This web page can be viewed better with javascript enabled.
www.fincen.gov header image

To download Adobe Acrobat Reader, download PowerPoint Viewer or download Excel Viewer, please visit Accessibility page.

To view or print PDF content, download the free Adobe Acrobat Reader.

Download PDF Version PDF     Print this page Print


Financial Crimes Enforcement Network
Advisory
FIN-2010-A003
Issued: March 18, 2010
Subject: Guidance to Financial Institutions Based on the Financial Action Task Force Publication on Anti-Money Laundering and Counter-Terrorist Financing Risks posed by Antigua and Barbuda; Azerbaijan; Bolivia; Greece; Indonesia, Kenya; Morocco; Burma; Nepal; Nigeria; Paraguay; Qatar; Sri Lanka; Sudan; Syria; Trinidad and Tobago; Thailand; Turkey; Ukraine; and Yemen.

The Financial Crimes Enforcement Network (FinCEN) is issuing this advisory to inform banks and other financial institutions operating in the United States of the risks associated with jurisdictions identified by the Financial Action Task Force (FATF)1 on February 18, 2010, as having deficiencies in their anti-money laundering and counter-terrorist financing (AML/CFT) regimes.2

The FATF publication comes in response to the G-20 leaders' call for the FATF to reinvigorate its process for assessing countries' compliance with international AML/CFT standards and to publicly identify high risk jurisdictions.3 The text highlights jurisdictions with strategic AML/CFT deficiencies for which each jurisdiction has provided a high-level political commitment to address the specific AML/CFT deficiencies. FATF explains its specific concerns regarding each of the jurisdictions and notes it will continue to monitor the implementation of each jurisdiction's action plan for addressing the deficiencies. On an ongoing basis, FATF will continue to update information on these and other jurisdictions that pose a risk to the international financial system.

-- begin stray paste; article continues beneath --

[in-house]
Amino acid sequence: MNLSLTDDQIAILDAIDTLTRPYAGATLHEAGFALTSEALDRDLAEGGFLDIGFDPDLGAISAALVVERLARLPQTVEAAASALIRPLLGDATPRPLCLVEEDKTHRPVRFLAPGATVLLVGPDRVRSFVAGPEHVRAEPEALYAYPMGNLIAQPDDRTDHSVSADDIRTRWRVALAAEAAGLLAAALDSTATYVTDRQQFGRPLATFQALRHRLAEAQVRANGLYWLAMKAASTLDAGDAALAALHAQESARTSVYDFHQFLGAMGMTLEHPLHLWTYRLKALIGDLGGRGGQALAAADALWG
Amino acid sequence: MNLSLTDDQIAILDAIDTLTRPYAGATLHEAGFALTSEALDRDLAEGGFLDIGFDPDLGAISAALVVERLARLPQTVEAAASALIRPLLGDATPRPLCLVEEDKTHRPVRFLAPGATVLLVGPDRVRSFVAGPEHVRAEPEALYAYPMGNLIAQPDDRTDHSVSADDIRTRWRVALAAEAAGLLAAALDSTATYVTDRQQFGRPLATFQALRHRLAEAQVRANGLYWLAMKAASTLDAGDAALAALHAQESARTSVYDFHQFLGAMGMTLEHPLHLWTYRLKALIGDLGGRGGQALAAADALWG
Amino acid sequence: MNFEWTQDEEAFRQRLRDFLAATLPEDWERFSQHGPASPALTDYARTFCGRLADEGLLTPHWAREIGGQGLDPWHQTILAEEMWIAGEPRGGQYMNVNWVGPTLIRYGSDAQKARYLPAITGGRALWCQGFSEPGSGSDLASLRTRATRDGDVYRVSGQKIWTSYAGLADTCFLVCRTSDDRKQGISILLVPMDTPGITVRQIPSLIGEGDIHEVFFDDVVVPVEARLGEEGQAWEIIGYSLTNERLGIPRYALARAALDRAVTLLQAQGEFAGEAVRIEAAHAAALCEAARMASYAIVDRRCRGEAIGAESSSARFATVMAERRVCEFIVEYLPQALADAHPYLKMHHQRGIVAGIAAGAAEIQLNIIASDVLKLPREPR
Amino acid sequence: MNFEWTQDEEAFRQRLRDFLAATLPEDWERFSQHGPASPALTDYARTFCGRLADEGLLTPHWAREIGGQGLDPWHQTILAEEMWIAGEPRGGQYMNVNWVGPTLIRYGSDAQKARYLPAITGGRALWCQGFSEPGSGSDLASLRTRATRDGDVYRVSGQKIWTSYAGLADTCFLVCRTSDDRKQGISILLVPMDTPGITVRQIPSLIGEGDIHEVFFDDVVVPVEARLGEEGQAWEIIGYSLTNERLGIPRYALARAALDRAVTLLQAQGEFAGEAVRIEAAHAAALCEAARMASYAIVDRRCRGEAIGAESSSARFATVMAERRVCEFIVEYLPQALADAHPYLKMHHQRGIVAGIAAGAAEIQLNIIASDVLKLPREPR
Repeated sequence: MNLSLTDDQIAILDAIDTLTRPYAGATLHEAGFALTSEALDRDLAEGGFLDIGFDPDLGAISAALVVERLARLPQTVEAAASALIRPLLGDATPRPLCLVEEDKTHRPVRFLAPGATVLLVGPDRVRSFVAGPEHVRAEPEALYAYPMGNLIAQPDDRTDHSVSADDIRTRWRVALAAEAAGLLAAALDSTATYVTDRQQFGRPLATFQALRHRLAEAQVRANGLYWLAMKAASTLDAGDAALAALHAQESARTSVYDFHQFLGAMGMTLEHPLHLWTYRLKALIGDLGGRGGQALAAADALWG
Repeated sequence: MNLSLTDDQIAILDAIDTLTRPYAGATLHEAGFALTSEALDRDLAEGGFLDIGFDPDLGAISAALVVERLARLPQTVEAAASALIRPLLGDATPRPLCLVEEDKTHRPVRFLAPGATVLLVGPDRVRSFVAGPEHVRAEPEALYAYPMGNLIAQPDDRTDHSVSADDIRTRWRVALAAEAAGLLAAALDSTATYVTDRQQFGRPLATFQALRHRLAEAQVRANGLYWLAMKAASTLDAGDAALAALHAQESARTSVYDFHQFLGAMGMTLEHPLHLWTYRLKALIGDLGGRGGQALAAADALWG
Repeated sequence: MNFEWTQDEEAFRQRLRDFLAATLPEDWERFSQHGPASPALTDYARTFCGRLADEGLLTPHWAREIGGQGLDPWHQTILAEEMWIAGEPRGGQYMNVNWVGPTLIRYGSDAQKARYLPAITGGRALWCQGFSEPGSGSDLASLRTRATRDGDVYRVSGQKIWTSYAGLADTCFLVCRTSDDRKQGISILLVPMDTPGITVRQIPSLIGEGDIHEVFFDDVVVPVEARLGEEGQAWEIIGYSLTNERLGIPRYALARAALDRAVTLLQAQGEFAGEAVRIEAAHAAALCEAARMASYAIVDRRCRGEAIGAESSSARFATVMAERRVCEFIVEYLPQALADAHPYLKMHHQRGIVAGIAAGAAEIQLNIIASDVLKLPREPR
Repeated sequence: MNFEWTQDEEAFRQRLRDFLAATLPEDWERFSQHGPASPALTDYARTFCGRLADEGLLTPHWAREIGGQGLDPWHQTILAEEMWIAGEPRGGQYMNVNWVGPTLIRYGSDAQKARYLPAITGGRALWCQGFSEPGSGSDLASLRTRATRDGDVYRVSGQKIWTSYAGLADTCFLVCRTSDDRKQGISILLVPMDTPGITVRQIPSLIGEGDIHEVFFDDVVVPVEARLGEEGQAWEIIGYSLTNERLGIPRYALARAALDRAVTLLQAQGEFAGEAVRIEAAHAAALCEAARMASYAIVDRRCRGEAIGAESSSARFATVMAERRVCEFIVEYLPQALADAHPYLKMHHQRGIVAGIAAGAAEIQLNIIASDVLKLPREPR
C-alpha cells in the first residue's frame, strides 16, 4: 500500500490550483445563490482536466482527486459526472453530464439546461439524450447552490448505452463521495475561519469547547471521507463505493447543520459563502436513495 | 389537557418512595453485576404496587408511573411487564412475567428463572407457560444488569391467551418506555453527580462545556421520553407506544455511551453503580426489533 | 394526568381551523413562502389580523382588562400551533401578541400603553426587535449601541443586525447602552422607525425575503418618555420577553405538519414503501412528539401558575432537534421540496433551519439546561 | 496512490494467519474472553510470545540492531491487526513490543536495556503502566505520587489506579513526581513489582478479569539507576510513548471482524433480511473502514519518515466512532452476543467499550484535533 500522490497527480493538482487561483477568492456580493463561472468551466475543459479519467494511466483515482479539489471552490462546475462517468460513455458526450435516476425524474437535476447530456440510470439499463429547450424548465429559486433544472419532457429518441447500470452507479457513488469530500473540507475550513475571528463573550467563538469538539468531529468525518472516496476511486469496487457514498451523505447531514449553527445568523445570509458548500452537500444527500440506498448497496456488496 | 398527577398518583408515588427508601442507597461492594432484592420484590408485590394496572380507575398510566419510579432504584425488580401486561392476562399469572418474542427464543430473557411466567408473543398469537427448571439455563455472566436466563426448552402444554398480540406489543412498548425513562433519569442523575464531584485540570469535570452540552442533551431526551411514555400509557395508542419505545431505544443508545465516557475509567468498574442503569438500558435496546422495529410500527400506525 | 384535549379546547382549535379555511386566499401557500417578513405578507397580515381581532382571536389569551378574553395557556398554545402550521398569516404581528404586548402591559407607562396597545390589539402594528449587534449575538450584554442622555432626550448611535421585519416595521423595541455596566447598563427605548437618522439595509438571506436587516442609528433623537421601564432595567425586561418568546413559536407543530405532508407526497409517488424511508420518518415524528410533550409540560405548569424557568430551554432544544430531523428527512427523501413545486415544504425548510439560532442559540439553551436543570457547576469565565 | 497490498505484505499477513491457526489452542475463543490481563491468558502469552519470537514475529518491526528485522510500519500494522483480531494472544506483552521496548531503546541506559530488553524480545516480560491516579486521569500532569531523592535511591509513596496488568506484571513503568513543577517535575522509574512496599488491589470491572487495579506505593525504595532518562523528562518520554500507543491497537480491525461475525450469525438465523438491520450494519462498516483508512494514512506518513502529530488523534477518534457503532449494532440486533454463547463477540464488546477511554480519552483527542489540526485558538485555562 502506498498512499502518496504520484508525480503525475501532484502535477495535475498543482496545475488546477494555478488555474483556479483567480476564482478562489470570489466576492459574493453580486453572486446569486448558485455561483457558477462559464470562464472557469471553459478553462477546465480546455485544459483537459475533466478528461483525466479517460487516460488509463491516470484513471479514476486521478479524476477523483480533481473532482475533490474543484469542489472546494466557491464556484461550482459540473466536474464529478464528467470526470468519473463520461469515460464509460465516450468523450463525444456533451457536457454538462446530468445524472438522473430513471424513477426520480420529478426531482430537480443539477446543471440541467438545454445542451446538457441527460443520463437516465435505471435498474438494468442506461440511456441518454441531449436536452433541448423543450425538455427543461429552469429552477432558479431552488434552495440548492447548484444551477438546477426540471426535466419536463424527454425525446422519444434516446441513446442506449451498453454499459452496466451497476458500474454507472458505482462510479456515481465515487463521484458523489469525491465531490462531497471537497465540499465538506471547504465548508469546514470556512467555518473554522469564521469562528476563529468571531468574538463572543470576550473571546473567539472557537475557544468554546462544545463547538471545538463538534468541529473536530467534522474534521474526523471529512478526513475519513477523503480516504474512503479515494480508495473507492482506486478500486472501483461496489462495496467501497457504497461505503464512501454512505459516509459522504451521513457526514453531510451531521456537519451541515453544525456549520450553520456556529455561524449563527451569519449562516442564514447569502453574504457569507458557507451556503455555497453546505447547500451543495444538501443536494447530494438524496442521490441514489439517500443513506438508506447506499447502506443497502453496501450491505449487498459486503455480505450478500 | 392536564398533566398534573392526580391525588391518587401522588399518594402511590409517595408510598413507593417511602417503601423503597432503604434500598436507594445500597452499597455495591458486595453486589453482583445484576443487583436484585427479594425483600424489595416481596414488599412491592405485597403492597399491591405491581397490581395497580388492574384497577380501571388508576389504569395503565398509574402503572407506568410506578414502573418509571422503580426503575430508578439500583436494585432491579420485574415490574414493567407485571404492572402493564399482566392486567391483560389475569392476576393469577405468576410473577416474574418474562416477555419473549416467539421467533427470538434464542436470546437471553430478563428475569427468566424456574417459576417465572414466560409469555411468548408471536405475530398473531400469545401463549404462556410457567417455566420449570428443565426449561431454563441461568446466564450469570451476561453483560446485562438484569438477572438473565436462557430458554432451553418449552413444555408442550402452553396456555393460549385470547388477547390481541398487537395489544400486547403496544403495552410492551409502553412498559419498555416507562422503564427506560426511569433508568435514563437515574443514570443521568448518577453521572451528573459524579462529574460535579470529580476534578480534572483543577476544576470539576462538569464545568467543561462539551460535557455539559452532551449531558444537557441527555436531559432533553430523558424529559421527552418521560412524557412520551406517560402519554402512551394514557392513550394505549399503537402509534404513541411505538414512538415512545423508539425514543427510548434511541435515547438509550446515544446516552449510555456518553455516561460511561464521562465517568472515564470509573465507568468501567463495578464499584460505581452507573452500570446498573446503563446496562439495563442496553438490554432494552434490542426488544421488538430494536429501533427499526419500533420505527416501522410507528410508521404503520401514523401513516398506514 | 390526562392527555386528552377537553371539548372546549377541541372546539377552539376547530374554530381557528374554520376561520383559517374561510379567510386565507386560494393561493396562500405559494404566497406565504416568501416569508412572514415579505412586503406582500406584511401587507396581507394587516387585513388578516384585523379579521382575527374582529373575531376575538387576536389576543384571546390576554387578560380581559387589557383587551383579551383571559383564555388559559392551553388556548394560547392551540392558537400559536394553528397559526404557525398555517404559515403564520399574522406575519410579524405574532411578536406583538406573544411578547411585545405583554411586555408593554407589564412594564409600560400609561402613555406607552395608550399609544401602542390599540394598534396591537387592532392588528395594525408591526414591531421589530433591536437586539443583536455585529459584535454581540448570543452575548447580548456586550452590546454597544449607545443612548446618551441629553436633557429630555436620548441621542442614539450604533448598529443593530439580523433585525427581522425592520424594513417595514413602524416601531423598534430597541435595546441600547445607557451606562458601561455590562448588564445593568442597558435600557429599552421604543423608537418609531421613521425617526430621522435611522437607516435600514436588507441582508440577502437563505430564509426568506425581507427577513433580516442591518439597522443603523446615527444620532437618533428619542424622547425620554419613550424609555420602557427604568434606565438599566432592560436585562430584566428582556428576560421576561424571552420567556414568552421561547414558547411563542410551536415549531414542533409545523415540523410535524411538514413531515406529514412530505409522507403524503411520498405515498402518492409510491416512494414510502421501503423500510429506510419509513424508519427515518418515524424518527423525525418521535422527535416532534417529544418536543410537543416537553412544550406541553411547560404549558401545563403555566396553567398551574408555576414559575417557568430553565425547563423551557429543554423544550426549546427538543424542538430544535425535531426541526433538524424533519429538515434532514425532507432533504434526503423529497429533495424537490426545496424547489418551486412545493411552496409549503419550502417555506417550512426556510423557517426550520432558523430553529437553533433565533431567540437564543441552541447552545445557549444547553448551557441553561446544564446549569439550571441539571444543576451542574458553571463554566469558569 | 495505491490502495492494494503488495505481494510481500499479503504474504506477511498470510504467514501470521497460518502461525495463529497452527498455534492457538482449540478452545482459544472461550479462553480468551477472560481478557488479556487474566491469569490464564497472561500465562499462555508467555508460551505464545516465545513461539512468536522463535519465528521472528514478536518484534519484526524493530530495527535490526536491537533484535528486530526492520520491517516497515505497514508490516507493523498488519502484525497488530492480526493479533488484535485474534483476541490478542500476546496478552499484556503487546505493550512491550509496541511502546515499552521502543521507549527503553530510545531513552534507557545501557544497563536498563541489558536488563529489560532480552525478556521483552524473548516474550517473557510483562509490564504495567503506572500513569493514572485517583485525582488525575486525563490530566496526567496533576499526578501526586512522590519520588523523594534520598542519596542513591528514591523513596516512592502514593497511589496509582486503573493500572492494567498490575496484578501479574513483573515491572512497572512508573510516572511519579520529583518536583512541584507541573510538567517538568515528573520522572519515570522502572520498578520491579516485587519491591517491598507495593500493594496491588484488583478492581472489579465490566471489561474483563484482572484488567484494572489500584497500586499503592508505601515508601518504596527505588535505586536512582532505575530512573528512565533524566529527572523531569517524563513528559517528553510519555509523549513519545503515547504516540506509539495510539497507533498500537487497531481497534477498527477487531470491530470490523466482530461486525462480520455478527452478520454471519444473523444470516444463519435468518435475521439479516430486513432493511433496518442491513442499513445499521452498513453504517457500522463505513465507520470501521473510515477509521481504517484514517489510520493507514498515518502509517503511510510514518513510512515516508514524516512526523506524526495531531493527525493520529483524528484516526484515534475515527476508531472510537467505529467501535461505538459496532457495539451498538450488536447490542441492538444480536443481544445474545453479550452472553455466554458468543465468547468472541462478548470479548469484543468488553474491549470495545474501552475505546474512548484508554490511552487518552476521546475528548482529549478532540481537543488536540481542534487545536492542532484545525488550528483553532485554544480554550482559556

Also note that FinCEN is issuing today a complementary advisory, FIN-2010-A002,4 which addresses a separate but related FATF document regarding a different group of jurisdictions.

IMPROVING GLOBAL AML/CFT COMPLIANCE:
ON-GOING PROCESS
18 February 2010 5

As part of its ongoing review of compliance with the AML/CFT standards, the FATF has to date identified the following jurisdictions which have strategic AML/CFT deficiencies for which they have developed an action plan with the FATF. While the situations differ among each jurisdiction, each jurisdiction has provided a written high-level political commitment to address the identified deficiencies. FATF welcomes these commitments.